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Update: Gold climbs to one-week high on signs of slowing economic growth
[SINGAPORE] Gold advanced to the highest level in more than a week on speculation that the Federal Reserve will refrain from increasing US interest rates this year on further signs of slowing global economic growth.
Bullion for immediate delivery rose as much as 0.5 per cent to US$1,153.12 an ounce, the highest level since Sept 25, and was at US$1,151.73 at 2.45 pm in Singapore, according to Bloomberg generic pricing.
Gold has rebounded from a five-year low in July as turmoil in emerging markets, slower growth in China and patchy US economic data have hurt the outlook for tighter monetary policy from the Federal Reserve. The International Monetary Fund on Tuesday cut its outlook for global growth this year, stoking the case for the Fed to hold off on a move. Higher rates curb the appeal of gold because it doesn't pay interest.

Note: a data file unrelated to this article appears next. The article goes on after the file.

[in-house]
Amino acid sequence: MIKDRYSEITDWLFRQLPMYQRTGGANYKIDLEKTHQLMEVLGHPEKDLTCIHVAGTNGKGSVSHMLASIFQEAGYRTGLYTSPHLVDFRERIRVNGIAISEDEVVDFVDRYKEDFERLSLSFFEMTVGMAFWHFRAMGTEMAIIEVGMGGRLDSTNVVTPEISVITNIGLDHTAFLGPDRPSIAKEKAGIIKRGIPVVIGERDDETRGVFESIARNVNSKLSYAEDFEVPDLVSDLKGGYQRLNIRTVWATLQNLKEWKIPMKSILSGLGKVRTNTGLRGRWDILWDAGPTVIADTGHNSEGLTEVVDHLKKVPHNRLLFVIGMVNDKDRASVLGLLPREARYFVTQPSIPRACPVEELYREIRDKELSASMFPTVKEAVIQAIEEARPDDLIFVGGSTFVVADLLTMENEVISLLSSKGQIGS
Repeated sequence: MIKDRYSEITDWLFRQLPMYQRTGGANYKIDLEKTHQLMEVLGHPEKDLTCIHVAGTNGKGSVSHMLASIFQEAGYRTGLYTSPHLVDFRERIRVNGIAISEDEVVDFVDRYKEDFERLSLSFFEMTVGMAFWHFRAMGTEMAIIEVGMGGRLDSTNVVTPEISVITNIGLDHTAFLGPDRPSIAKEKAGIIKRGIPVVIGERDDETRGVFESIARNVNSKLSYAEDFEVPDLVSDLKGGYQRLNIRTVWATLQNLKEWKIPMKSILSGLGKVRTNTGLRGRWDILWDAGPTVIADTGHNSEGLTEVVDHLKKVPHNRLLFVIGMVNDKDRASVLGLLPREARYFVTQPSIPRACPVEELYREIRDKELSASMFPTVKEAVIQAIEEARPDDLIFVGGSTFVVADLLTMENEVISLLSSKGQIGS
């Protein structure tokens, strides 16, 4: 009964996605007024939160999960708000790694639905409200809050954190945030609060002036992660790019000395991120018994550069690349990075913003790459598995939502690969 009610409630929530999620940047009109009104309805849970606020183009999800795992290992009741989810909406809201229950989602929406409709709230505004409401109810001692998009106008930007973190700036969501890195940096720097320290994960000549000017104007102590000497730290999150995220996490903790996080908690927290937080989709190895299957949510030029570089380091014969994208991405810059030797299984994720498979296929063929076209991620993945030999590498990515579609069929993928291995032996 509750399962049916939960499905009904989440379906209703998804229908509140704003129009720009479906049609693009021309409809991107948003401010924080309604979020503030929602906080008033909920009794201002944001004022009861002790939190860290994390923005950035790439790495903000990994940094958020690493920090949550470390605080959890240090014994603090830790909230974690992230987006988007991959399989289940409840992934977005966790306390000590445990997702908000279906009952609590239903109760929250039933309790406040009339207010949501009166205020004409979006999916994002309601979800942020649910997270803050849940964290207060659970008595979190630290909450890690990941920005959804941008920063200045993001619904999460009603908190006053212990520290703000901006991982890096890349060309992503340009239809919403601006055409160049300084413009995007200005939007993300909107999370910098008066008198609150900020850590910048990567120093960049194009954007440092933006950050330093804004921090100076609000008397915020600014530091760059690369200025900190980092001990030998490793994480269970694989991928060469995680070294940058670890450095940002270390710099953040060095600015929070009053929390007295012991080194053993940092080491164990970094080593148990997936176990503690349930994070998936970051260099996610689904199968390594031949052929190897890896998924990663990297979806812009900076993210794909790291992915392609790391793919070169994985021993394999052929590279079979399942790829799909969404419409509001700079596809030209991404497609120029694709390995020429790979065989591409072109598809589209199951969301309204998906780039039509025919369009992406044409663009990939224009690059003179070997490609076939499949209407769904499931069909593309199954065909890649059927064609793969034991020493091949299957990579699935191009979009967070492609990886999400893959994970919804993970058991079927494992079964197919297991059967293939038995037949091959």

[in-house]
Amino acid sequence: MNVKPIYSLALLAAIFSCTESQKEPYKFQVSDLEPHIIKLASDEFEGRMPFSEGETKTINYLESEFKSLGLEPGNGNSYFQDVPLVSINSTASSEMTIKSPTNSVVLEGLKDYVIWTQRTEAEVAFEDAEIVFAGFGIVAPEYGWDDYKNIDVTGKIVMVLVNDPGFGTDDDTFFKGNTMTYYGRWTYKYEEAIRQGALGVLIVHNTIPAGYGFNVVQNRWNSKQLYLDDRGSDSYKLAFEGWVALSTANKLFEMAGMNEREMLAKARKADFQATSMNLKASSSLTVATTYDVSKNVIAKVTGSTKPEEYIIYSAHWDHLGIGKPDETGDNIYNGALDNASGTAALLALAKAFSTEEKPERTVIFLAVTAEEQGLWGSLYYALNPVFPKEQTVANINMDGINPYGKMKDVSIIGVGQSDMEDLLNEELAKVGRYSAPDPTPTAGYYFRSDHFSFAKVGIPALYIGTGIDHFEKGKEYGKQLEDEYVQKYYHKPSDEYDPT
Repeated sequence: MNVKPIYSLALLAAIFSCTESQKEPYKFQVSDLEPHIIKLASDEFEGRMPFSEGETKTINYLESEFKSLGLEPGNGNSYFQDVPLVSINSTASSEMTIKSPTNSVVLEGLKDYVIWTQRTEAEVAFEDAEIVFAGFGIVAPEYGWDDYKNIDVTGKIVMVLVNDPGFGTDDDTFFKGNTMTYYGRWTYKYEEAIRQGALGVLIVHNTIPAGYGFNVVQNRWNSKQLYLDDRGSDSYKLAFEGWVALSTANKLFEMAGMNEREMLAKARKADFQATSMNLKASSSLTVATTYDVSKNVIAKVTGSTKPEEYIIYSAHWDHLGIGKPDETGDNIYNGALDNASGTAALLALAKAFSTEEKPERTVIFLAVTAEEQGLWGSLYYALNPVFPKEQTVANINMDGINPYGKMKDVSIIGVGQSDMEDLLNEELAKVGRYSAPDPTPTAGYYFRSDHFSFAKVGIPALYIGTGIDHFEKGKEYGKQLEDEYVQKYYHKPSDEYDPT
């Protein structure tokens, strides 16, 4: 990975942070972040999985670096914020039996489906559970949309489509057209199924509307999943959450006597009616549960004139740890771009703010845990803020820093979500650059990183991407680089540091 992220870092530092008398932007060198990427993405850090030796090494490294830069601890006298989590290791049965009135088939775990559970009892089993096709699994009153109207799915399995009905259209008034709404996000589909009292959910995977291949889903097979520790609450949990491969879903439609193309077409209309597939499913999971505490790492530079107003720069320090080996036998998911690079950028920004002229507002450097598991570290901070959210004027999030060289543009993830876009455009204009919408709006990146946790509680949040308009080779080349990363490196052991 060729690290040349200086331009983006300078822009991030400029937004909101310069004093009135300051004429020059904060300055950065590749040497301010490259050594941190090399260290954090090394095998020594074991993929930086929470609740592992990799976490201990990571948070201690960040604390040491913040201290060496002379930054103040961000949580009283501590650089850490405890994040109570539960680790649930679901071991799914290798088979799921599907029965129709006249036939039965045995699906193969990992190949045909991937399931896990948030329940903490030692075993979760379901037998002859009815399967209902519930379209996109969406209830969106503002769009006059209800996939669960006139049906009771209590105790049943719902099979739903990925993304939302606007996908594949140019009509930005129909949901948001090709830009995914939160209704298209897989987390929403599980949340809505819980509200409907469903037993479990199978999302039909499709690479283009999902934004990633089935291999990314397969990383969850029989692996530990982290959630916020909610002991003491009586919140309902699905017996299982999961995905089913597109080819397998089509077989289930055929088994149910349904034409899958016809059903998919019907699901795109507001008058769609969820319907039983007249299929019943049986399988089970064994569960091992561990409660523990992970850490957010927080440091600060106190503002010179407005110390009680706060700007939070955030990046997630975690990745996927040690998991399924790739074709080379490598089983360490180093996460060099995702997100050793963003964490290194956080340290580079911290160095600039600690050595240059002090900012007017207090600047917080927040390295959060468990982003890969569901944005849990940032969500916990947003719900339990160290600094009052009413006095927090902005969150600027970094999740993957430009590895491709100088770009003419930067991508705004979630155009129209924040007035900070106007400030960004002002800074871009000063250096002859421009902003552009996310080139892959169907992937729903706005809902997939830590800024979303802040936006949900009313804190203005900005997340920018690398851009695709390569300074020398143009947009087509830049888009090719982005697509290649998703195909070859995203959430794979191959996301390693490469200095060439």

"We're definitely getting the feeling that the market is starting to price in a lower probability of the Fed raising rates over the next few months," Daniel Hynes,senior commodity strategist at Australia & New Zealand Banking Group, said by telephone from Sydney. "That's clearly better for the gold market, with the specter of lower yields benefiting the precious metal."
The US trade deficit widened in August by the most in five months as a strong dollar and weakness in economies such as China impeded sales prospects for American companies, according to data Tuesday. Goldman Sachs Group this week raised the possibility that the Fed may not raise rates until well into 2016.
There's a 36 per cent probability that rates will rise by December, down from 43 per cent as of Oct 1, according to Fed fund futures data compiled by Bloomberg. The odds increase to 58 per cent for a move in March. Holdings in gold-backed exchange traded funds fell 1.05 metric tons to 1,530.74 tons as of Tuesday, data compiled by Bloomberg show.
Silver rose 0.4 per cent to US$15.9548 an ounce, after gaining to US$16.0955 on Tuesday, the highest since June 23. Platinum climbed one per cent to US$945.21 an ounce, while palladium advanced 0.7 per cent to US$711.75 an ounce.